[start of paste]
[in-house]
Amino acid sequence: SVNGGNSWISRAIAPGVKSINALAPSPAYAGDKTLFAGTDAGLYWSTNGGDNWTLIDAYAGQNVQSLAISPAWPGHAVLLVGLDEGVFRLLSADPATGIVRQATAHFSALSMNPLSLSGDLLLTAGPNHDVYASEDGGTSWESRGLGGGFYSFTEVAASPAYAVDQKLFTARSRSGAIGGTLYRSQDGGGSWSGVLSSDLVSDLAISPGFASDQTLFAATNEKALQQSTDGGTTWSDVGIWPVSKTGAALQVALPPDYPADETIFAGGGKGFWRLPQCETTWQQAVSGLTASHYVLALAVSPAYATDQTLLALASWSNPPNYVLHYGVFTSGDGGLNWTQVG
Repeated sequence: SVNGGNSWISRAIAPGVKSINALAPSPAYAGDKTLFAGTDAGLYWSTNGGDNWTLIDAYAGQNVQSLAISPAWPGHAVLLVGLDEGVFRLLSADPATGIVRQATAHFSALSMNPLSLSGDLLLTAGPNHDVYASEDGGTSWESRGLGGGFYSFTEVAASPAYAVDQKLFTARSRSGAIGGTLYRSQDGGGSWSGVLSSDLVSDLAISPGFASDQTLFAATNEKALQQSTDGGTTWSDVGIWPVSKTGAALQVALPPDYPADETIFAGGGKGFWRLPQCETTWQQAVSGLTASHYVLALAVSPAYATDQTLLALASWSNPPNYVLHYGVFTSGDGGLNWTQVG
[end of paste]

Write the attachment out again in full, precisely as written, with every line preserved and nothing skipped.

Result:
[in-house]
Amino acid sequence: SVNGGNSWISRAIAPGVKSINALAPSPAYAGDKTLFAGTDAGLYWSTNGGDNWTLIDAYAGQNVQSLAISPAWPGHAVLLVGLDEGVFRLLSADPATGIVRQATAHFSALSMNPLSLSGDLLLTAGPNHDVYASEDGGTSWESRGLGGGFYSFTEVAASPAYAVDQKLFTARSRSGAIGGTLYRSQDGGGSWSGVLSSDLVSDLAISPGFASDQTLFAATNEKALQQSTDGGTTWSDVGIWPVSKTGAALQVALPPDYPADETIFAGGGKGFWRLPQCETTWQQAVSGLTASHYVLALAVSPAYATDQTLLALASWSNPPNYVLHYGVFTSGDGGLNWTQVG
Repeated sequence: SVNGGNSWISRAIAPGVKSINALAPSPAYAGDKTLFAGTDAGLYWSTNGGDNWTLIDAYAGQNVQSLAISPAWPGHAVLLVGLDEGVFRLLSADPATGIVRQATAHFSALSMNPLSLSGDLLLTAGPNHDVYASEDGGTSWESRGLGGGFYSFTEVAASPAYAVDQKLFTARSRSGAIGGTLYRSQDGGGSWSGVLSSDLVSDLAISPGFASDQTLFAATNEKALQQSTDGGTTWSDVGIWPVSKTGAALQVALPPDYPADETIFAGGGKGFWRLPQCETTWQQAVSGLTASHYVLALAVSPAYATDQTLLALASWSNPPNYVLHYGVFTSGDGGLNWTQVG